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Old Calton Burial Ground - Edinburgh, Scotland, UK
Posted by: Groundspeak Premium Member Marine Biologist
N 55° 57.226 W 003° 11.153
30U E 488393 N 6200949
Quick Description: The Old Calton Cemetery (aka Old Calton Burial Ground or Old Calton Burying Ground) in Edinburgh, Scotland, was established in 1718 and contains over 1,000 graves.
Location: Southern Scotland, United Kingdom
Date Posted: 10/7/2017 2:04:27 PM
Waymark Code: WMWRH6
Published By: Groundspeak Premium Member pmaupin
Views: 6

Long Description:
"The Old Calton Burial Ground is a graveyard at Calton Hill, in Edinburgh, Scotland, to the north-east of the city centre. The burial ground was opened in 1718, and is the resting place of several notable Scots, including philosopher David Hume, scientist John Playfair, rival publishers William Blackwood and Archibald Constable, and clergyman Dr Robert Candlish. It is also the site of the Political Martyrs' Monument, an obelisk erected to the memory of a number of political reformers, and Scotland's American Civil War Memorial.

The burial ground was altered following the construction of Waterloo Place in 1819, which divided the graveyard into two sections. Along with Edinburgh's other historic graveyards, Old Calton is managed by City of Edinburgh Council. The burial ground, including screen walls, and its monuments are protected as a category A listed building.


The villagers of Calton, a village at the western base of Calton Hill, buried their dead at South Leith Parish Church. This was so inconvenient that, in 1718, the Society of the Incorporated Trades of Calton bought a half acre of ground at a cost of £1013 from Lord Balmerino, the feudal superior of the land, for use as a burial ground for the village. Permission was granted for an access road, originally known as High Calton and now the street called Calton Hill, up the steep hill from the village to the burial ground.

The Society of the Trades of Calton expanded the burial ground a number of times. Burials ceased in 1869 but the Society remained in control until 1888. A new road, named Waterloo Place after the contemporary victory at Waterloo, was approved in 1814 and built between 1815 and 1819. This road cut through the existing graveyard, requiring major removal of bodies and stones. Unusually for the period this was done with a high degree of decorum, bones being carefully grouped and wrapped for removal to New Calton Burial Ground, 0.5 kilometres (0.31 mi) eastwards, where several of the more substantial stones were also re-erected. These transported stones belie the age of that burial ground, as it is odd to find 18th-century stones in a 19th-century cemetery. Due to the cut, a small section of the graveyard is isolated to the north side of Waterloo Place, and is accessed from Calton Hill (the street). The building to its east, part of Archibald Elliot's Waterloo Place development, was originally the Calton Convening Rooms for the Incorporated Trades of Calton built as a replacement for their old convening rooms, which were demolished to make way for Waterloo Place and the Regent Bridge.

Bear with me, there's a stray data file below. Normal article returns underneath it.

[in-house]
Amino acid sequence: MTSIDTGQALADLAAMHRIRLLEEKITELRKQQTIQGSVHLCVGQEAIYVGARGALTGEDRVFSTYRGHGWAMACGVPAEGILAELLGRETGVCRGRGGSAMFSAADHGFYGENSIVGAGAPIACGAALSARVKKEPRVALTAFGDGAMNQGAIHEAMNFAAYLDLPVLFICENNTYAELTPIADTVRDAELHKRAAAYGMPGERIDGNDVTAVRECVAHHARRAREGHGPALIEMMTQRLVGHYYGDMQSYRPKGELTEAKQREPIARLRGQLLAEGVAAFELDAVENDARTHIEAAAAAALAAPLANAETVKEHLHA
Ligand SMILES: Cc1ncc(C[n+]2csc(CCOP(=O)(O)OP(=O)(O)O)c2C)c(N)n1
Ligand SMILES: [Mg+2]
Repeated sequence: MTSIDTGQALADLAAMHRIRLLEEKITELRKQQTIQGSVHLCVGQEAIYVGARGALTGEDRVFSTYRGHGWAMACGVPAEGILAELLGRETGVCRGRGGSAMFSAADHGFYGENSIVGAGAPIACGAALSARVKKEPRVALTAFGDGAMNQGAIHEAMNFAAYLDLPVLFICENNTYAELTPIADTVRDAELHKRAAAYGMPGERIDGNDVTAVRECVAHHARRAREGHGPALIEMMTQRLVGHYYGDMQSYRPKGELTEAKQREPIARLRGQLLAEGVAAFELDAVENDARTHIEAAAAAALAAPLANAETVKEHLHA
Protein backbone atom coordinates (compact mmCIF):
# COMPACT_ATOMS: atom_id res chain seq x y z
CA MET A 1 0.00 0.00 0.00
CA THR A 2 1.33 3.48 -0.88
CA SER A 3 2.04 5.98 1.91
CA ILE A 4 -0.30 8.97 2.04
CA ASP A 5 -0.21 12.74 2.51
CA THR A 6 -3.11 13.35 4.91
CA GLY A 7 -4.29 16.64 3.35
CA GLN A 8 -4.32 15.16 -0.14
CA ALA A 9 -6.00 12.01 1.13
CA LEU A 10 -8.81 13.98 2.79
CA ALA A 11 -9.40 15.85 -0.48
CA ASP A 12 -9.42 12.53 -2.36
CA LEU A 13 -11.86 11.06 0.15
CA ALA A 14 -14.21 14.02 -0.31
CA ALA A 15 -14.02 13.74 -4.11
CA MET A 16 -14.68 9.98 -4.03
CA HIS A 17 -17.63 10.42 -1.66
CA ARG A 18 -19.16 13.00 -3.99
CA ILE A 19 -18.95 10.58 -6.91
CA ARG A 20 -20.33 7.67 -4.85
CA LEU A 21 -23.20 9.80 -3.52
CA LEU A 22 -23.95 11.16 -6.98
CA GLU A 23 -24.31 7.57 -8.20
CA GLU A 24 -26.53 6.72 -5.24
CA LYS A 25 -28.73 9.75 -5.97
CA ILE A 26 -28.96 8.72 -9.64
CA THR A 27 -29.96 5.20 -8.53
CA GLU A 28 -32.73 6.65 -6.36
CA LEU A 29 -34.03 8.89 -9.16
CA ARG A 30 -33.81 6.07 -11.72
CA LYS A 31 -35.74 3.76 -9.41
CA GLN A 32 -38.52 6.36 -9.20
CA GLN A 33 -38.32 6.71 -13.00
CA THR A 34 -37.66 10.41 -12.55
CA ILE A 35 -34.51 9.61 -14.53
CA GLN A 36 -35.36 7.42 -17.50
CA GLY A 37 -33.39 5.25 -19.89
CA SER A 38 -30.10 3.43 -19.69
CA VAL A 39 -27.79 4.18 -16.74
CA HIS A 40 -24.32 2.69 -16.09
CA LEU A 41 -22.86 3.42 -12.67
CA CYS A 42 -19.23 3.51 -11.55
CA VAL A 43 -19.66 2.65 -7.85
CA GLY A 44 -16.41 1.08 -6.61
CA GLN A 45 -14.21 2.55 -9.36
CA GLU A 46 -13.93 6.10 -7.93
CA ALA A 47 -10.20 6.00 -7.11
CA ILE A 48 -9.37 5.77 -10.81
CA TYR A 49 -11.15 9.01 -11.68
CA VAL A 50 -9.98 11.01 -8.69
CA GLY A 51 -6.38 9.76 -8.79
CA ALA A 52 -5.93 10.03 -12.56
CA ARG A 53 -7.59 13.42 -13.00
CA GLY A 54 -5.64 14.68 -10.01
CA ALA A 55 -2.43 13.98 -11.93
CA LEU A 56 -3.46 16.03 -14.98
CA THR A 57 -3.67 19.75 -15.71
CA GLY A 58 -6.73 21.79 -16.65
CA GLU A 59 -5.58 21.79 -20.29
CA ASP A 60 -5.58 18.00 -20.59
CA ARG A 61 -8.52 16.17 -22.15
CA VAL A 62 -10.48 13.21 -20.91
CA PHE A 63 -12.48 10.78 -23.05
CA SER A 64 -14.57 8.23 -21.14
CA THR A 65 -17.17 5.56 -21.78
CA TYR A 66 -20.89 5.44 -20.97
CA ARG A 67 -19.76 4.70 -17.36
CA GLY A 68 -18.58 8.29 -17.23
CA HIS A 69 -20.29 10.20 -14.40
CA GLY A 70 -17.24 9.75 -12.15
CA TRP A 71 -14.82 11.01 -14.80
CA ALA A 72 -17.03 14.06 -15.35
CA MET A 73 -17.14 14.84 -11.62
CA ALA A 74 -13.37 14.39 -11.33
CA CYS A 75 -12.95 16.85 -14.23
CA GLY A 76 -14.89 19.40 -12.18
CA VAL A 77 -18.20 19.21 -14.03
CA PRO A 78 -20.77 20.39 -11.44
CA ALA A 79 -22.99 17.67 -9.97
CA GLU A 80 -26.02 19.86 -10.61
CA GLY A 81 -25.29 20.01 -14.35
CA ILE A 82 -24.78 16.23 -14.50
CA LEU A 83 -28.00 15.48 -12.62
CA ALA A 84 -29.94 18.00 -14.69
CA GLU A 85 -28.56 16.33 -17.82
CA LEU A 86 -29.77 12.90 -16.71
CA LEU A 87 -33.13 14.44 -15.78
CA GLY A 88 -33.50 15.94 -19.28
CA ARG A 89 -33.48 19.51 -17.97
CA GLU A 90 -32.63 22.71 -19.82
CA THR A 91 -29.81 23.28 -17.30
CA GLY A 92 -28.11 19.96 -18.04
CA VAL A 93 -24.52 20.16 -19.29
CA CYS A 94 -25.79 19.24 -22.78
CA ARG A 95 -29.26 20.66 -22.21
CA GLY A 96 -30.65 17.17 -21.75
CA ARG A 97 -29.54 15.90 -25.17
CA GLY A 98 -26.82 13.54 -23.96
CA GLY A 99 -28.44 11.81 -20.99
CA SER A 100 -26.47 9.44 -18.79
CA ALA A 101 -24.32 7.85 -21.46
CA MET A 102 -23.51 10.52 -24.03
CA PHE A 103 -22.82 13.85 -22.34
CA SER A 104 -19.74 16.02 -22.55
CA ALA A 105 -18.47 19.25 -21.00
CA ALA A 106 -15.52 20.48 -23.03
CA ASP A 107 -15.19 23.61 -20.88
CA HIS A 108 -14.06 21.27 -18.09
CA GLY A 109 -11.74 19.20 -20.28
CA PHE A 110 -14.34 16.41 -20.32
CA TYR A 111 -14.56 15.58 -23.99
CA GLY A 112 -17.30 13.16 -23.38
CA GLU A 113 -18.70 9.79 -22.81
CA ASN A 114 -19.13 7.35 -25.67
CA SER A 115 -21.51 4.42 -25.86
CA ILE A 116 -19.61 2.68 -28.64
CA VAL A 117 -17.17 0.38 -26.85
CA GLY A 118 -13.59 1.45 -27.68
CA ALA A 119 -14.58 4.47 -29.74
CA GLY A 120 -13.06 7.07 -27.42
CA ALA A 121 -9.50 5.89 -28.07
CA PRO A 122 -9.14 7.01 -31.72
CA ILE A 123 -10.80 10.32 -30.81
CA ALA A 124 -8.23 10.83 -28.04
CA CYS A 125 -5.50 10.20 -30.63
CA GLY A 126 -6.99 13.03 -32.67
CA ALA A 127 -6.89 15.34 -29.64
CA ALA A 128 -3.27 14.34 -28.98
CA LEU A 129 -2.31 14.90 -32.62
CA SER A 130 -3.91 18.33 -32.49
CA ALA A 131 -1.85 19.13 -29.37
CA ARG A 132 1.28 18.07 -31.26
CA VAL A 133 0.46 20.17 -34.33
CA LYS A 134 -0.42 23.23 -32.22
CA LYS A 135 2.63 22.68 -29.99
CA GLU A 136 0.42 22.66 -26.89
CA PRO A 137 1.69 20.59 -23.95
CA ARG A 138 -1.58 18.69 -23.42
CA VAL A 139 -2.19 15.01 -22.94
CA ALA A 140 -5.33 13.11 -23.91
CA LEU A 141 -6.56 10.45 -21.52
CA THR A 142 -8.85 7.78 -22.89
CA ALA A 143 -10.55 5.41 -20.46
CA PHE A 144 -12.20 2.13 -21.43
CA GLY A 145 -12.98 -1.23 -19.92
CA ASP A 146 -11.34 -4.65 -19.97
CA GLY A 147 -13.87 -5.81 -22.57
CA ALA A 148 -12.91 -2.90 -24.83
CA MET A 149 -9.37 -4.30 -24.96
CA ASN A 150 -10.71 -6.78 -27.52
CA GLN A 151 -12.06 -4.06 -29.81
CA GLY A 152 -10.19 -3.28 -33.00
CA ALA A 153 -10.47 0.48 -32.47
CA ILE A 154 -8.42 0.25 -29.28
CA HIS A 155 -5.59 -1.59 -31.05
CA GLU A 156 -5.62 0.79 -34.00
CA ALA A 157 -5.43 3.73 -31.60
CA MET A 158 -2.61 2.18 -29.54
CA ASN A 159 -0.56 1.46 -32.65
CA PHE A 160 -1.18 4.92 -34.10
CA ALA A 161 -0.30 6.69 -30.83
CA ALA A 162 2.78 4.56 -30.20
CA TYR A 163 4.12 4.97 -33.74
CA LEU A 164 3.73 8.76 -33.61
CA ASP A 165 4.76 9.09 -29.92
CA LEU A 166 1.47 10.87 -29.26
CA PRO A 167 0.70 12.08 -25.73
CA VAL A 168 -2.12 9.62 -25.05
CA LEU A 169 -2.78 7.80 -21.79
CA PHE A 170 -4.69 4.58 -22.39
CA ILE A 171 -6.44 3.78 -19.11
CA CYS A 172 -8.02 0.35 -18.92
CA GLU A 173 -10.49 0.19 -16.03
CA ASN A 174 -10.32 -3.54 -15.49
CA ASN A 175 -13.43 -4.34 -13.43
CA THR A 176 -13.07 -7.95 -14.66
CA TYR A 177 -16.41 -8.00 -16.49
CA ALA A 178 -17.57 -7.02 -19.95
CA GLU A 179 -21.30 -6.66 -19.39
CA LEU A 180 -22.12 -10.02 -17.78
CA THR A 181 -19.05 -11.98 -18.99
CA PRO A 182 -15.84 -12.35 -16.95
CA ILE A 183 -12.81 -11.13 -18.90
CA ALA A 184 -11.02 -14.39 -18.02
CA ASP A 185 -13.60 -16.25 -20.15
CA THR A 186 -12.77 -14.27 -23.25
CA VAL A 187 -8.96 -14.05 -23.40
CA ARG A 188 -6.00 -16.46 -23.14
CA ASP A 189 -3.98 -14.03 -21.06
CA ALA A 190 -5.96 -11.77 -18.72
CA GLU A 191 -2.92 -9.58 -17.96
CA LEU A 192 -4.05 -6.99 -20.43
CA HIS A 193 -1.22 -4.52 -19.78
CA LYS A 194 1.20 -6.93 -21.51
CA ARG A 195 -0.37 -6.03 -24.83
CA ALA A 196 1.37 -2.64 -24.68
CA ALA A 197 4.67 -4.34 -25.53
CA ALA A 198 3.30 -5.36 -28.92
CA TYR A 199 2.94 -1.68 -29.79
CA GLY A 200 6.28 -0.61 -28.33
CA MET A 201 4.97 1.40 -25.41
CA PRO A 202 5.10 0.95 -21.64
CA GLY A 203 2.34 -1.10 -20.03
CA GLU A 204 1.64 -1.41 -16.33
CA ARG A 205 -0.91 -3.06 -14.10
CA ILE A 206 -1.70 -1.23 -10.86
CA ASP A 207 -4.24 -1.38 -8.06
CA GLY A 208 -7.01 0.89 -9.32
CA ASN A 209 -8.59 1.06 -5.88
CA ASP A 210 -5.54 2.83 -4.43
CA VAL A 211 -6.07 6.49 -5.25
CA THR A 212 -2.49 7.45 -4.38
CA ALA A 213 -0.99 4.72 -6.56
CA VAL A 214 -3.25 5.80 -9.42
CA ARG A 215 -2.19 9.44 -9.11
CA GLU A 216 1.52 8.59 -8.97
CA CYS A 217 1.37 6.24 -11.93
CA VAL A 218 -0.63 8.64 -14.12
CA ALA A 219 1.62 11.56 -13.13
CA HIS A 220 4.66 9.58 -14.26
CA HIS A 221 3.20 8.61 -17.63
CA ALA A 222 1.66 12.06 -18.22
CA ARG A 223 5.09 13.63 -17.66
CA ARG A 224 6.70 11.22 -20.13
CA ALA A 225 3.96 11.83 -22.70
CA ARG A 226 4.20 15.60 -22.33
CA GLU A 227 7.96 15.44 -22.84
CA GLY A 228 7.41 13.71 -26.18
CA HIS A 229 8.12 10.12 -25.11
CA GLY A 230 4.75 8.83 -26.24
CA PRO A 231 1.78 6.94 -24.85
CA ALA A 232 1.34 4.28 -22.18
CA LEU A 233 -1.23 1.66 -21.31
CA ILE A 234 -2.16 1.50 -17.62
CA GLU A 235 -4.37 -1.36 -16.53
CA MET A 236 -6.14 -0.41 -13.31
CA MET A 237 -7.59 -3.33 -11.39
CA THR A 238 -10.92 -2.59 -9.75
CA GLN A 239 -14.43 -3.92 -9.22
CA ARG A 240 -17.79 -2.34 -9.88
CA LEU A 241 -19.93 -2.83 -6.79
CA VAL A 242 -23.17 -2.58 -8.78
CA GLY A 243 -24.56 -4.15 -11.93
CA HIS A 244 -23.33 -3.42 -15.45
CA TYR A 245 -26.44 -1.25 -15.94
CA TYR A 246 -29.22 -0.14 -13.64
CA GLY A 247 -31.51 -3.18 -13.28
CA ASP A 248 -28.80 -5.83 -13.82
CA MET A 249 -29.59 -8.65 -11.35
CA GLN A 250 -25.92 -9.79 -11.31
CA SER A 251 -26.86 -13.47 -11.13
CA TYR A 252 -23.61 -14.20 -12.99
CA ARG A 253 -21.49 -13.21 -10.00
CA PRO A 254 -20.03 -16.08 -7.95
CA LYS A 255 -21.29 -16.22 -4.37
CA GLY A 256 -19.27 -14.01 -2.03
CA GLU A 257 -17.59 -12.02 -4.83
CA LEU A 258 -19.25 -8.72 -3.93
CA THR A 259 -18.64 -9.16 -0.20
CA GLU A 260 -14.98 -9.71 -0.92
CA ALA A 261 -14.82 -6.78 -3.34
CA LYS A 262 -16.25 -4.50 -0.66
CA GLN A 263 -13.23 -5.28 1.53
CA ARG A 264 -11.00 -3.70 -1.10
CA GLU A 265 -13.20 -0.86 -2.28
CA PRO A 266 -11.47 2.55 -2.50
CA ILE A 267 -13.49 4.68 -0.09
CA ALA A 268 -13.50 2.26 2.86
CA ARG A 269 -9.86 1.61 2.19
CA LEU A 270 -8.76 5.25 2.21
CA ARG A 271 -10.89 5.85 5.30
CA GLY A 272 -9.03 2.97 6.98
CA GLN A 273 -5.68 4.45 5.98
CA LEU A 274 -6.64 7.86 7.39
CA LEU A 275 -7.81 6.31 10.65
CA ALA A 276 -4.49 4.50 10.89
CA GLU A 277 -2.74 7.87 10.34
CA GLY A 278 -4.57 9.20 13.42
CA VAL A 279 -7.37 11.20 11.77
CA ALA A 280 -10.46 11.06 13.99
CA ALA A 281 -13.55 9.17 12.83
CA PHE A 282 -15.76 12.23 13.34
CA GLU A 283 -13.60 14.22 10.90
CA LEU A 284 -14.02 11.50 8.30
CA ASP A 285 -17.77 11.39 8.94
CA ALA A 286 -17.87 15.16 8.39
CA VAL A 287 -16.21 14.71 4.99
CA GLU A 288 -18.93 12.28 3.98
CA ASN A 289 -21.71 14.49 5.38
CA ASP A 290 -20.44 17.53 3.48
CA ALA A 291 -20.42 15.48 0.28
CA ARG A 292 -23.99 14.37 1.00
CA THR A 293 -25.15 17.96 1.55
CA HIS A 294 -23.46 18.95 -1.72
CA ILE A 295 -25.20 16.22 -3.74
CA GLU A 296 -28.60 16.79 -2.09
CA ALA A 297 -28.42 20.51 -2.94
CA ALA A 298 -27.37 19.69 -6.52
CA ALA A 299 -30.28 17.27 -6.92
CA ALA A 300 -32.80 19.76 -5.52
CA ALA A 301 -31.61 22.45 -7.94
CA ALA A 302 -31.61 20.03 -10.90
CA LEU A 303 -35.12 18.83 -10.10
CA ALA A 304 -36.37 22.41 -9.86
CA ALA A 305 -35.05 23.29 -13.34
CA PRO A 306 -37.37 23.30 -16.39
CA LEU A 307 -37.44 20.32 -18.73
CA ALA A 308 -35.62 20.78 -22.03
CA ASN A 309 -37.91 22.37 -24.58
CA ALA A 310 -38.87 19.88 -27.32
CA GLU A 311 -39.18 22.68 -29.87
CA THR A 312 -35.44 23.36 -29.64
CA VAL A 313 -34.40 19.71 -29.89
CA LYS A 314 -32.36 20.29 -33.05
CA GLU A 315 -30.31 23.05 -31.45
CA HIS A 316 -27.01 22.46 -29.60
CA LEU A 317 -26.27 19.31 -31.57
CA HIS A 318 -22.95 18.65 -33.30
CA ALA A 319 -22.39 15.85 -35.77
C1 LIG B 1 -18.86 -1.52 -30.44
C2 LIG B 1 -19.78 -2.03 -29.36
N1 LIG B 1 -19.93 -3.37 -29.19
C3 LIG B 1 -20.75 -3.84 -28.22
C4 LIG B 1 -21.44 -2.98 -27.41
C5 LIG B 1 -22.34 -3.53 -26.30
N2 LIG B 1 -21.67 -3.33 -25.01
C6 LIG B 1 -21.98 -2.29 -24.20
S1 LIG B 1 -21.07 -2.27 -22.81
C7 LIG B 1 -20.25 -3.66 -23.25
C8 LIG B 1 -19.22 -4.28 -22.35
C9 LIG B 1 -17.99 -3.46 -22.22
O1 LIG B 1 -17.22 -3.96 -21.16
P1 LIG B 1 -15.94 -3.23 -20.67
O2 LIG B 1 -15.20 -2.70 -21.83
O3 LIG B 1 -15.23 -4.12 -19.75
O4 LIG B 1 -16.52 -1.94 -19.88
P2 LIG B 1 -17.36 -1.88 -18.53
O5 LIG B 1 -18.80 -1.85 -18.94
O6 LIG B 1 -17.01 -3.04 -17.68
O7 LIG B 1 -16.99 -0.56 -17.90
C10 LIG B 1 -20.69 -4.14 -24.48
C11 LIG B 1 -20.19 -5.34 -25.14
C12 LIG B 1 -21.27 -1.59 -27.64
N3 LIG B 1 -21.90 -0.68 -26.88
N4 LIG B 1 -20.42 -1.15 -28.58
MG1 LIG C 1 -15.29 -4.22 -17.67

In 1795, Herman Lion (one of several versions of his name), a Jewish dentist and chiropodist of German nationality who had moved to Scotland in 1788 and who could not be buried in a Christian graveyard, petitioned the Town Council of Edinburgh for a small piece of ground as a burial ground for himself and his family. A council minute of 6 May 1795 records that the Council agreed to convey to Lion a piece of ground on Calton Hill for seventeen pounds sterling. The location of this burial ground is indicated on the 1852 Ordnance Survey map as "Jews' Burial Vault (Lyons Family)" just outside the north wall of William Henry Playfair's City Observatory."

--Wikipedia (visit link)
Wikipedia Url: [Web Link]

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PISA-caching visited Old Calton Burial Ground - Edinburgh, Scotland, UK 9/24/2018 PISA-caching visited it